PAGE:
According to experts, when there is adequate ventilation, respiratory droplets are diluted by the outside air or pushed out by air exchange. To improve indoor airflow in public buildings, experts at the Yale School of Public Health recommend turning off sensor-based ventilation to keep the air flowing continuously. Open windows to get a refreshing breeze. The reversing ceiling fan blades can draw air away from occupants of a room.
Experts pointed to the spread of the virus in choirs, buses, fitness classes and other poorly ventilated places. In July, more than 200 aerosol biologists and other experts sent a letter expressing their concerns about airborne transmission to the World Health Organization, which responded by acknowledging “emerging evidence” that the pathogen could be spread through the air.
In a letter published Monday in the journal Science, a group of infectious disease doctors and aerosol experts confirmed more forcefully the airborne potential of the virus than the CDC did in updating it.
“The balance of attention must be shifted to protecting against transmission through the air,” they said, because people are “much more likely” to inhale a floating virus compared to being sprayed with rapidly droplets of contaminated body fluids.
The author of the letter, Kimberly Prather, an atmospheric chemist at the University of California, San Diego, said in an interview that aerosols and atmospheric transport “are the only way to explain the super-diffusion events that we see”. Once the airborne pathway is recognized, she said, this becomes a “fixable” problem with proper ventilation.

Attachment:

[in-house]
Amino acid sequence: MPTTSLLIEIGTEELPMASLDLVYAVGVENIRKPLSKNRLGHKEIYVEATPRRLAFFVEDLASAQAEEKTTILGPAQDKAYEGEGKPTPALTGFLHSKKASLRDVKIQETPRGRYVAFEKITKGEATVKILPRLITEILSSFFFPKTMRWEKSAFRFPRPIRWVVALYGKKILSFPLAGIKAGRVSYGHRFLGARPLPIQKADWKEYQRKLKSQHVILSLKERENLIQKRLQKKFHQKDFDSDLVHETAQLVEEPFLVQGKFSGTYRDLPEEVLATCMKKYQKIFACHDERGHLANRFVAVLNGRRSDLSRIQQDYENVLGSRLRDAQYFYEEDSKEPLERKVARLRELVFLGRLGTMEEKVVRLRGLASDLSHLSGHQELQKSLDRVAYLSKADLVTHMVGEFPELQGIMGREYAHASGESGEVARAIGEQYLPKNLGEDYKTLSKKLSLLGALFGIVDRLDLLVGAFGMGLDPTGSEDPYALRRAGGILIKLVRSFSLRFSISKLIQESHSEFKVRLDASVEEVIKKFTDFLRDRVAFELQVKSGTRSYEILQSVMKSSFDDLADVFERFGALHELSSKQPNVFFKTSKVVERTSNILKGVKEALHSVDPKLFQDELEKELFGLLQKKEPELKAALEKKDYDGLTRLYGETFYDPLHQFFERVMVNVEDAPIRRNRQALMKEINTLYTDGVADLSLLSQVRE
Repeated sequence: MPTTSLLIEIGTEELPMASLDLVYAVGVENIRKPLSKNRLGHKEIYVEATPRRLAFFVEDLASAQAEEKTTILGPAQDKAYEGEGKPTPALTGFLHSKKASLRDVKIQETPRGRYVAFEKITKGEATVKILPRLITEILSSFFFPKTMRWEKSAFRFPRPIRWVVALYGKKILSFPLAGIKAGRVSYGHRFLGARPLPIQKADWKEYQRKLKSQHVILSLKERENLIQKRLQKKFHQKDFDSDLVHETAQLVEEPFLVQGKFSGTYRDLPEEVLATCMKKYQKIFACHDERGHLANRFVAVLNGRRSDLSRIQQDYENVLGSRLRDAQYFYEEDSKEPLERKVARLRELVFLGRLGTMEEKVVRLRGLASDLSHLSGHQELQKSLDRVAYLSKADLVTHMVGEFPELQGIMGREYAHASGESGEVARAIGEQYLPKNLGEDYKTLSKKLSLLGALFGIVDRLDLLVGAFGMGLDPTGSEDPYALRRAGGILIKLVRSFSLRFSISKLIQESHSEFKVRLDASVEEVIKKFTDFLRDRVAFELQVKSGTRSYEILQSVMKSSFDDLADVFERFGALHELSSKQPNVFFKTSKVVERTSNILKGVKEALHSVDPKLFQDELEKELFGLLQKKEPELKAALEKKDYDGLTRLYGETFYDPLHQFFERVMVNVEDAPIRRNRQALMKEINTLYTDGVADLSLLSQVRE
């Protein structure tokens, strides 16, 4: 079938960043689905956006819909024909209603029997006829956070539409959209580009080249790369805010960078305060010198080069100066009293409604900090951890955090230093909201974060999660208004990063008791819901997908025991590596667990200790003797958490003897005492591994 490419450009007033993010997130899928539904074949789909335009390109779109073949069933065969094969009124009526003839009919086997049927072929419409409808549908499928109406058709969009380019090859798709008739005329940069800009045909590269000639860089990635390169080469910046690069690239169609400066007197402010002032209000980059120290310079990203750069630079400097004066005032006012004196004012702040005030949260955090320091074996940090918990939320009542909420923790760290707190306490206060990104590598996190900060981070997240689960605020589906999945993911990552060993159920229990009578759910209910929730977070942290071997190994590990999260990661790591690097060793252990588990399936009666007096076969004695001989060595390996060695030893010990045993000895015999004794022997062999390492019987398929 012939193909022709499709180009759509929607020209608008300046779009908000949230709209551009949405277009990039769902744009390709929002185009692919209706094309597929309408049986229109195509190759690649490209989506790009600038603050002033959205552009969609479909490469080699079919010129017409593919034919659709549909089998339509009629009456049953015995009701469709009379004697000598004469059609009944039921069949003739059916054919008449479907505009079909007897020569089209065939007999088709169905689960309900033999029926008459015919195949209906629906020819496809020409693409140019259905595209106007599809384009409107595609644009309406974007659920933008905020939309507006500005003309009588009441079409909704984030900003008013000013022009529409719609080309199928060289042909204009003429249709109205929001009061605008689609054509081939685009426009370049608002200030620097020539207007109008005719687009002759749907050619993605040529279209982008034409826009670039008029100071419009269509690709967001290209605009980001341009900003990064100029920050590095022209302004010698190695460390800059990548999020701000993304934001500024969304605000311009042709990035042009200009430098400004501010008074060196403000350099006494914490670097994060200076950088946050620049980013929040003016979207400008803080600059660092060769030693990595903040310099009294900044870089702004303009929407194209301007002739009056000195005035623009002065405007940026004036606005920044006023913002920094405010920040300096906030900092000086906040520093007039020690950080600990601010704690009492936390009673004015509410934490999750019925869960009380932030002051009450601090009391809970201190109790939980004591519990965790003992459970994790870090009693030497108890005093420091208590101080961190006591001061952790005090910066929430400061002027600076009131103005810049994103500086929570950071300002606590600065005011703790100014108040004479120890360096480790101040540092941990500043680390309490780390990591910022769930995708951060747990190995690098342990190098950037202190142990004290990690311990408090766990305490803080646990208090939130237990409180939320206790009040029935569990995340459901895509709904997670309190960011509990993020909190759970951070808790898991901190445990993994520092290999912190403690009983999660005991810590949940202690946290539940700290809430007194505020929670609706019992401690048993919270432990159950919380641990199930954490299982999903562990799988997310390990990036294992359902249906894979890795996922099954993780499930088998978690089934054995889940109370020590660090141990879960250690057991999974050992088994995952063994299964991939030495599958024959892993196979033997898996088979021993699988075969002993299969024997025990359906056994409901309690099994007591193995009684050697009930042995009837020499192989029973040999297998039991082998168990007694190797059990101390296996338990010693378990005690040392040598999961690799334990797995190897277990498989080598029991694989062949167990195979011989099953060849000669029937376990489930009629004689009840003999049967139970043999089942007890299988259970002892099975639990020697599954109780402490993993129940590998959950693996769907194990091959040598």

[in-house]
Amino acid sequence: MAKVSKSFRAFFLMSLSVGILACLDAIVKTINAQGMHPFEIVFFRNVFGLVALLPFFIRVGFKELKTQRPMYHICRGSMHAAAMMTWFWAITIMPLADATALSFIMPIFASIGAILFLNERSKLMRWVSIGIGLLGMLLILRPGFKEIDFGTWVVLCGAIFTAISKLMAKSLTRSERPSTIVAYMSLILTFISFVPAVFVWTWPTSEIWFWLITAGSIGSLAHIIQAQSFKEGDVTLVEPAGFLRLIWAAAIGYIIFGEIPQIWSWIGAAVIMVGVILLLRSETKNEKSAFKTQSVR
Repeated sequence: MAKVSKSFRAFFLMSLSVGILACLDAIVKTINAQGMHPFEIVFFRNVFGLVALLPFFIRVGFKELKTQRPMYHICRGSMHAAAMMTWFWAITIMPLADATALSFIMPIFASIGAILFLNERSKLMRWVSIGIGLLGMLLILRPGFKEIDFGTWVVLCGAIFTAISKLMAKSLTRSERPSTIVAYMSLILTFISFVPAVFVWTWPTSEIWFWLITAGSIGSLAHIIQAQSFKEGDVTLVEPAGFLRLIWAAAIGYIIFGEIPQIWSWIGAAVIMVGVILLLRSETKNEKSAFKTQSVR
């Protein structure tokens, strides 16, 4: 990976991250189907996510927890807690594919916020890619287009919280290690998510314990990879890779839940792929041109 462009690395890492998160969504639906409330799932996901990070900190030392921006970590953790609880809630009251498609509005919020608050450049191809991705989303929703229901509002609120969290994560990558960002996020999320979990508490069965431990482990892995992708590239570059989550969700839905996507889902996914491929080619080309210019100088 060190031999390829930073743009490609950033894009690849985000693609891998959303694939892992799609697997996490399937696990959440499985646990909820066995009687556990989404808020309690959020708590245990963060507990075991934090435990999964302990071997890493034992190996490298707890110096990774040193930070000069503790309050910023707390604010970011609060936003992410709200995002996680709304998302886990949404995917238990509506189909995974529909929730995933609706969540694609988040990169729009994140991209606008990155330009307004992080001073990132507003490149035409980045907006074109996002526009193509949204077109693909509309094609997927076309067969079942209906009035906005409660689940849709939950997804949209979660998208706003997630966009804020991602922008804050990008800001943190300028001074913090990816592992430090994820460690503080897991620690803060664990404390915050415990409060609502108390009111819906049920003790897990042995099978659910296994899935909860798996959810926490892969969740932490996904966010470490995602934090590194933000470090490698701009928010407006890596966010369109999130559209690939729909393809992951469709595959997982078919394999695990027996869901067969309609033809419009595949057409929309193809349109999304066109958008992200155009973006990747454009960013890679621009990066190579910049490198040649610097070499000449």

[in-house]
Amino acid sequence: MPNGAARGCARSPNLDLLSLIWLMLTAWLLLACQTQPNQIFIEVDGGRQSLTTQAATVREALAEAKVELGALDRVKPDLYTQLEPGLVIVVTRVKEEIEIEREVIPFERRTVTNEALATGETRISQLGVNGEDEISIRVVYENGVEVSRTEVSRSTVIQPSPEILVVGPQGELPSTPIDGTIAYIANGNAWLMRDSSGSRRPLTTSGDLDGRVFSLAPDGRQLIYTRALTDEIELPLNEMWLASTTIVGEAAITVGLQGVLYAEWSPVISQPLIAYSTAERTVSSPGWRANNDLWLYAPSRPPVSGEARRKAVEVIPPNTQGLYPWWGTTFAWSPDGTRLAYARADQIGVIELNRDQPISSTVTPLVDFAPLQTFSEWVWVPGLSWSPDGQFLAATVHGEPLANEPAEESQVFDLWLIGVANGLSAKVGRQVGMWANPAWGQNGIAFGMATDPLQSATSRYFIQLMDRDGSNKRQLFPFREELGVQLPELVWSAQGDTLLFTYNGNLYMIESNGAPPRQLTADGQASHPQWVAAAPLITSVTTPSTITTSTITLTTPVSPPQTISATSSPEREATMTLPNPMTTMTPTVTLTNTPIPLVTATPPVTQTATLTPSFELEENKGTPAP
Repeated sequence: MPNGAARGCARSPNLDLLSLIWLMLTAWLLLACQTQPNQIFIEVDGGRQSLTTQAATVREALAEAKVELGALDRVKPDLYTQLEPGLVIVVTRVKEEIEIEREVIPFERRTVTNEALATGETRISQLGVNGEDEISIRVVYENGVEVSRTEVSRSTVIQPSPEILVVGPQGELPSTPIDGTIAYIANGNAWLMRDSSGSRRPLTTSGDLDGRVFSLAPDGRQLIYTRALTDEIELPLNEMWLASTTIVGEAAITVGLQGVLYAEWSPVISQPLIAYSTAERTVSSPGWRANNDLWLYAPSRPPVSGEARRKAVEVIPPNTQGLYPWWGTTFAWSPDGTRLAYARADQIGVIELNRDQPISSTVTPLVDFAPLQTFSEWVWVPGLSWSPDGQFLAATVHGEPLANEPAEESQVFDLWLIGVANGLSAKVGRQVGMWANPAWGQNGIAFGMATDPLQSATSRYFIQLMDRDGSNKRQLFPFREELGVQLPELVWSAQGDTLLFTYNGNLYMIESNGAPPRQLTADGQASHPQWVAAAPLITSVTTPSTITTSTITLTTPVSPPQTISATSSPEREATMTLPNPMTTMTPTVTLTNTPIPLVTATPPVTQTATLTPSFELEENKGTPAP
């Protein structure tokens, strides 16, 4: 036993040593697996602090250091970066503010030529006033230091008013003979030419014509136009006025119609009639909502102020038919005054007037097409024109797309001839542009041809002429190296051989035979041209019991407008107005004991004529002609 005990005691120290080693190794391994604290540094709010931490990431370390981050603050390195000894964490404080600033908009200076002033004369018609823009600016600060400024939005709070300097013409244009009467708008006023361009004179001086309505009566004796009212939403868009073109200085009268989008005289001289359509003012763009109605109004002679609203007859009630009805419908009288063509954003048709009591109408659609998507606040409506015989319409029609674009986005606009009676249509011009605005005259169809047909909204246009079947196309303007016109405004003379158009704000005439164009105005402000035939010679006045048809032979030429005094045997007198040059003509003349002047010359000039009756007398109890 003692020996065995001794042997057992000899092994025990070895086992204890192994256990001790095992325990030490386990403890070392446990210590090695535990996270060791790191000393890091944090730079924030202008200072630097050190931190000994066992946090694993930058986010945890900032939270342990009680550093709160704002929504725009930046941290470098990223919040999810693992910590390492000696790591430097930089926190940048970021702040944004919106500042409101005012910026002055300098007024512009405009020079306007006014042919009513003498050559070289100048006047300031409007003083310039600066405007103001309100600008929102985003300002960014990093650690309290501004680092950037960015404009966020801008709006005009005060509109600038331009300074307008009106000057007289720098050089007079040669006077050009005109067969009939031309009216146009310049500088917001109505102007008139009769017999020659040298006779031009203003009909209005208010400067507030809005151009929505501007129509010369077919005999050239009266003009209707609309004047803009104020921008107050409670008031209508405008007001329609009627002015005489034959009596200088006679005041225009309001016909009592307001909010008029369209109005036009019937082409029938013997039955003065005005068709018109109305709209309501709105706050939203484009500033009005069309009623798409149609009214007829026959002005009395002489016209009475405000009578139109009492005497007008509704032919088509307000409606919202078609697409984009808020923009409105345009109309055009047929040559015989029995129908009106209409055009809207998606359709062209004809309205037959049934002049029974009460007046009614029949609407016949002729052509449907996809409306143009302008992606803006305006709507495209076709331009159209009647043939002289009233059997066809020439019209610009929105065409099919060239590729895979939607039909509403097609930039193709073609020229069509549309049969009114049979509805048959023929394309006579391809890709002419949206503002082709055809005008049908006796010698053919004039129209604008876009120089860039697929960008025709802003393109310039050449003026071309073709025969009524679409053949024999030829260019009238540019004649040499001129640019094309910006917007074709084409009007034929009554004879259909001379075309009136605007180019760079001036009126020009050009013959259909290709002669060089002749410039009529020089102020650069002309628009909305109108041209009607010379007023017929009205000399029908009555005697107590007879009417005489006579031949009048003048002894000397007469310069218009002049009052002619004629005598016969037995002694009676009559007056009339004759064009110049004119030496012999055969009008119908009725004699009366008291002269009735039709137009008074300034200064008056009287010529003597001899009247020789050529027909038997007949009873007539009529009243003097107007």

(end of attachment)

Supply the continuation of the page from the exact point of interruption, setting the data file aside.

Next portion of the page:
“Wear masks at all times indoors when others are present,” Brother said. Separation is important – but on the inside, there is no such thing as a completely “safe social distance”.
Some of the apparent controversy about airborne transmission may not stem from the substance but the terminology is used differently in the fields of aerosol chemistry versus infectious disease. The scientific thesis explains that fluid points up to 100 microns wide (the thickness of a sheet) can behave like an aerosol, in contrast to some definitions that focus on smaller particles.
“Aerosol biologists speak a slightly different language than doctors like me, as we look more at the practical application of transmission in order to control infection, particularly in a healthcare setting,” says Jay Butler, deputy director of the Center for Infectious Disease Control at the CDC. Diseases, he said last month. He summed up the National Academies of Sciences workshop, held in late August to discuss the mounting evidence of transmission by air, as “much more agreement than disagreement” about its possibility.
There have been several well-documented cases of the coronavirus spreading rapidly and widely in a closed or closed environment – a restaurant in Guangzhou, China; A traveling bus in the Chinese province of Zhejiang; Call center in Seoul; The Church Choir in Washington State. In this case, the singer spread the virus 45 feet away and infected more than 50 people.
Officials said these reports prompted the CDC to update its information on how the Coronavirus is transmitted. Adding to this urgency is the arrival of autumn and the cold weather, when “we were more concerned about the indoor environment,” said a scientist at the CDC who spoke on condition of anonymity because he is not authorized to speak officially.